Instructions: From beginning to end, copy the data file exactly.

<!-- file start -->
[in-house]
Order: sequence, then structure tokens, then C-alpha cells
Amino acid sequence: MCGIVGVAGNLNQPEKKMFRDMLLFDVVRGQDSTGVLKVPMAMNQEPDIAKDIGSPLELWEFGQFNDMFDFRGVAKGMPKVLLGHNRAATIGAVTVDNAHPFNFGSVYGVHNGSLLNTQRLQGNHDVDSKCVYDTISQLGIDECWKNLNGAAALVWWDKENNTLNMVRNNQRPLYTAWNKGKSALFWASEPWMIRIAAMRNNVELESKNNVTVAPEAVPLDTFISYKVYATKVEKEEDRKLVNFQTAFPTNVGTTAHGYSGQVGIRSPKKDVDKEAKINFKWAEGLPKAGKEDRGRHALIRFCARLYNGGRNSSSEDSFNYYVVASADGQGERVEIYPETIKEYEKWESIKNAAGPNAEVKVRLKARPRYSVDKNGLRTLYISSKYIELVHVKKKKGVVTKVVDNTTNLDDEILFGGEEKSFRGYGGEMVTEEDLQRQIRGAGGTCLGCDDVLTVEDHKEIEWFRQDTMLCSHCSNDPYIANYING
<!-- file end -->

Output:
[in-house]
Order: sequence, then structure tokens, then C-alpha cells
Amino acid sequence: MCGIVGVAGNLNQPEKKMFRDMLLFDVVRGQDSTGVLKVPMAMNQEPDIAKDIGSPLELWEFGQFNDMFDFRGVAKGMPKVLLGHNRAATIGAVTVDNAHPFNFGSVYGVHNGSLLNTQRLQGNHDVDSKCVYDTISQLGIDECWKNLNGAAALVWWDKENNTLNMVRNNQRPLYTAWNKGKSALFWASEPWMIRIAAMRNNVELESKNNVTVAPEAVPLDTFISYKVYATKVEKEEDRKLVNFQTAFPTNVGTTAHGYSGQVGIRSPKKDVDKEAKINFKWAEGLPKAGKEDRGRHALIRFCARLYNGGRNSSSEDSFNYYVVASADGQGERVEIYPETIKEYEKWESIKNAAGPNAEVKVRLKARPRYSVDKNGLRTLYISSKYIELVHVKKKKGVVTKVVDNTTNLDDEILFGGEEKSFRGYGGEMVTEEDLQRQIRGAGGTCLGCDDVLTVEDHKEIEWFRQDTMLCSHCSNDPYIANYING